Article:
North Sask. fires and smoke ground firefighters, Premier Brad Wall
Close to 400,000 hectares destroyed by fire
Northern Saskatchewan's aggressive wildfires continue to wreak havoc, hindering firefighting efforts and halting an aerial tour scheduled Tuesday for Premier Brad Wall.
Currently 108 active fires are producing heavy blankets of smoke that have enveloped large swaths of the province and stretched as far south as Tennessee.
Aerial firefighter pilot Fred Jorgensen has been fighting blazes from the sky for years, and he says this is the busiest fire season he has ever seen.
"Instead of running ahead of a fire, we also have to deal with rising heat columns. That poses a threat too, if we fly too close to the smoke, it does toss the airplane around a fair bit, typical to turbulence in a big airline jet, sometimes a lot worse," said the pilot.
Normally, Jorgensen would be in the air, flying a bird dog airplane to help co-ordinate larger tanker planes drop 8,300 litres of flame suppressant on the blazes.
Tuesday's thick smoke and intense combustion kept him and other pilots grounded for the day.
"We're just waiting for the smoke to lift up, and then we can get back up to help with the fire situation," he said.
Jorgensen said regulations require pilots to have at least two miles of visibility. The day's smoke put them at about half a mile.
The only pilots who managed lift off were in the central-west part of the province, near Buffalo Narrows.
The oppressive smoke also kept Premier Brad Wall grounded for the day.
He and government officials originally planned an aerial tour of the fire-stricken areas.
Smoke choked out those plans, confining the troop to Prince Albert, away from La Ronge, where the tour was supposed to depart from.
"This is a provincewide issue, obviously the smoke has made it that, but in terms of the north we have a number of very serious fires in the centre north," Wall said.
"We'd like to see all of these planes in the air right now, but, because of the smoke, of course, it doesn't make any sense for them to be fighting fire," he said.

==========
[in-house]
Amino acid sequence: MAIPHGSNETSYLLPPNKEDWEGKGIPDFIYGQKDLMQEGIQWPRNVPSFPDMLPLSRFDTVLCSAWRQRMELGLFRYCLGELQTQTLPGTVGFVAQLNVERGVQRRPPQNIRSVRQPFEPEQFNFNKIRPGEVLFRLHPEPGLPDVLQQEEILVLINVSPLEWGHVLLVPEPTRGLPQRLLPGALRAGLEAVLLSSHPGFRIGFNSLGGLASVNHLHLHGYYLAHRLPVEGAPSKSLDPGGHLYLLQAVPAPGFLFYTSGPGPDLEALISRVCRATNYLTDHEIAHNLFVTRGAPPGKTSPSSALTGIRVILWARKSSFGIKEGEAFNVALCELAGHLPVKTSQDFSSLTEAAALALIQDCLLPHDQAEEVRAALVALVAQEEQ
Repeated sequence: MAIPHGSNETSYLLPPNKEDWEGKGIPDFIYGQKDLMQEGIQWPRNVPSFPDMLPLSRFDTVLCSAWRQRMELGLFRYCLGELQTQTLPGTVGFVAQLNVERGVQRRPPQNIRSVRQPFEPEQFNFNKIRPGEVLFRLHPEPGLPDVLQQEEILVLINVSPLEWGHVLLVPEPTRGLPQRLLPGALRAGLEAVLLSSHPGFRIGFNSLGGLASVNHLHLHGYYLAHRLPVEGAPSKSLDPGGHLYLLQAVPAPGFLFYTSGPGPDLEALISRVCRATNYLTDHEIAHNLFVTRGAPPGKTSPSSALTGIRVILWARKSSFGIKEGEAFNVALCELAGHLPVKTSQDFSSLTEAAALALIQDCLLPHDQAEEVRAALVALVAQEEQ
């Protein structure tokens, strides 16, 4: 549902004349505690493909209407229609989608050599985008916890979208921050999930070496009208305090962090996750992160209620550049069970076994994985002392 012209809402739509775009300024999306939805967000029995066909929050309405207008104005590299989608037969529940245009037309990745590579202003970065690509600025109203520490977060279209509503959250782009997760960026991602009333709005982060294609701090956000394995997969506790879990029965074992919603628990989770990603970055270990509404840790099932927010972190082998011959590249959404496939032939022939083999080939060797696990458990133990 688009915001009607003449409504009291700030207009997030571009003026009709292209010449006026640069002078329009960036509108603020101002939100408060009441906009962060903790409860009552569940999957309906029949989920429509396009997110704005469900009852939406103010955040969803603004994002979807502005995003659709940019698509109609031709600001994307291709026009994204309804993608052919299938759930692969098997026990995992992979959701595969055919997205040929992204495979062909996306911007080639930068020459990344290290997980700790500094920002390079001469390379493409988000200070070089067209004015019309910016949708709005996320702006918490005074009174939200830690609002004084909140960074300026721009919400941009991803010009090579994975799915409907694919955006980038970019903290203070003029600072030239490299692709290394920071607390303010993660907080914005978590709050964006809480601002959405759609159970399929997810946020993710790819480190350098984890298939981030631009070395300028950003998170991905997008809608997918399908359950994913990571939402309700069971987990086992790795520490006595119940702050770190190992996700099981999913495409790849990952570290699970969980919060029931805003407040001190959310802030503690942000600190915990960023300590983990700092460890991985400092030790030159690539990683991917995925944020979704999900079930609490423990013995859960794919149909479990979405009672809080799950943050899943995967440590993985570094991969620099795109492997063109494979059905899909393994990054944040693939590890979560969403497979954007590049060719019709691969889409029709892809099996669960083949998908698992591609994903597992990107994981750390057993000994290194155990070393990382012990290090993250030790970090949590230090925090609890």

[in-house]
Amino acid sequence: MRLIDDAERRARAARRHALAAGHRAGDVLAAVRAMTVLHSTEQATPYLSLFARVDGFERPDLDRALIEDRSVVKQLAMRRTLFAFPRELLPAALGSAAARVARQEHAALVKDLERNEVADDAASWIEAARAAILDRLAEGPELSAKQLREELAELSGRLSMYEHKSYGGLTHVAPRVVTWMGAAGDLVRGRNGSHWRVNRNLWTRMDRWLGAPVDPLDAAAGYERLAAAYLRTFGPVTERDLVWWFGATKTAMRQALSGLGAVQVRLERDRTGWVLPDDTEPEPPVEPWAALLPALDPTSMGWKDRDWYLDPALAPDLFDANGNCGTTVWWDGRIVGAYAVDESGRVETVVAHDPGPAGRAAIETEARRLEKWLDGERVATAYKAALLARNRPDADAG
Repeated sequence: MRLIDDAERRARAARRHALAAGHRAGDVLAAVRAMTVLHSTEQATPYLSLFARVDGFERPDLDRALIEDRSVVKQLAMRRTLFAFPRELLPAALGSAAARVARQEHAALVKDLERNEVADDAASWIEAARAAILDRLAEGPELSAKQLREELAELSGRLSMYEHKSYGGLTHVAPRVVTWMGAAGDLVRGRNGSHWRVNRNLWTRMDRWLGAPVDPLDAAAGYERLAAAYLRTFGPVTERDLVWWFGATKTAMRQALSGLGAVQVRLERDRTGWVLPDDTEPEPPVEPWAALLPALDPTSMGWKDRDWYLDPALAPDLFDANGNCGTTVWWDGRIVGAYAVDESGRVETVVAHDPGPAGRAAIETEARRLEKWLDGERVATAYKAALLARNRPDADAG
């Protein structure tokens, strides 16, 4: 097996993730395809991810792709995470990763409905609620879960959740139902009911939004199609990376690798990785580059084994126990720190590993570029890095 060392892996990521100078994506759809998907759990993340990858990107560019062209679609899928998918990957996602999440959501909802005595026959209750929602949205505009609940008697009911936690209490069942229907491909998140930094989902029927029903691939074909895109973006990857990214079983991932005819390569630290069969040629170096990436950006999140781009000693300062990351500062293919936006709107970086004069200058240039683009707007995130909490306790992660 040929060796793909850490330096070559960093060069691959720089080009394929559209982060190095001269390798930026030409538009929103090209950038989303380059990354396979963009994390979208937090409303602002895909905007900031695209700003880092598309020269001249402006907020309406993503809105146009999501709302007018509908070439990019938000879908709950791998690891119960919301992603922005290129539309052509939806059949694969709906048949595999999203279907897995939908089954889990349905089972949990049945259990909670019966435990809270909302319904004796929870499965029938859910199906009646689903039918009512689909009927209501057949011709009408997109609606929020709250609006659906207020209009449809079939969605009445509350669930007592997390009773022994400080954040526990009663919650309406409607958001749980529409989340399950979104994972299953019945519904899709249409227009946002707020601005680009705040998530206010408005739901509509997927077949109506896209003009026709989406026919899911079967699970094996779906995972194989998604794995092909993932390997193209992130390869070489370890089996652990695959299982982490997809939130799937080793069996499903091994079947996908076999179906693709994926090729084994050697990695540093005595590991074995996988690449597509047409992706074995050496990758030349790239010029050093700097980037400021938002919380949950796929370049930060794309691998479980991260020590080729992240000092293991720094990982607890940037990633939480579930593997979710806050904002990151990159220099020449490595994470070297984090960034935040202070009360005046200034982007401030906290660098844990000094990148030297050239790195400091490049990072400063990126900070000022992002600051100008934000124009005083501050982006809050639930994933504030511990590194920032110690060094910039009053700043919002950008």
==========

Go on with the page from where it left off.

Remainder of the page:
The constant burning and smoke have rapidly increased the number of people who have been forced to leave their homes in the north.
By midday Tuesday, more than 3,000 people from La Loche, La Ronge and other northern communities had been taken to emergency shelters and hotels in Regina, Saskatoon, Prince Albert and North Battleford.
There's no word yet on when they can go back to their homes.
"We are facing significant threats," said Colin King, spokesman for the province's emergency management and fire safety branch.
Many fires spread over wide area
More than 500 firefighters are at work trying to contain the blazes, with some coming from Ontario and the Maritimes.
Another 200 workers are supporting the firefighters.
Provincial fire centre manager Scott Wasylenchuk said there have been worse years in terms of the sheer number of fires, but 2015 is unusual in that there are so many large fires spread over such a large area of the province.
As of June 30, there have been 522 wildfires in Saskatchewan, triple the number during the same time last year.
The total area burned, about 400,000 hectares, is roughly the size of Prince Albert National Park.
Wasylenchuk said he's hopeful that some scattered showers are on the way and winds are supposed to start shifting in the next 24 to 48 hours.
Right now, the focus is on putting out fires that threaten life or property, not to save trees, so there's going to be smoke in the air for quite some time, he said.
Evacuees turned away
Meanwhile, some evacuees from La Ronge ran into difficulties when they arrived at a shelter in Saskatoon yesterday.
Lac La Ronge Indian Band Chief Tammy Cook-Searson said some people were turned away when they arrived.
"It was already after midnight and we were on the phone and so we are going to have to deal with that issue with emergency social services this morning," she said. "It shouldn't be happening when people are there with their small kids and people who are sick."
The band was able to get hotel rooms for the people who were turned away.
Wall addressed the incident on Tuesday.
"As a response to that kind of a situation arising again, we're going to take care of that. We're going to get people into a hotel room. They just need to get to an evacuation centre," he said.
Cook-Searson said she and northern residents are grateful for everyone helping with the situation, but she's hoping a mistake like that doesn't happen again.
"We just want folks to know, it's volunteers, and these things are put together fairly rapidly and so if there is patience on both sides while we work through the wrinkles at the outset that would be greatly appreciated," Wall said.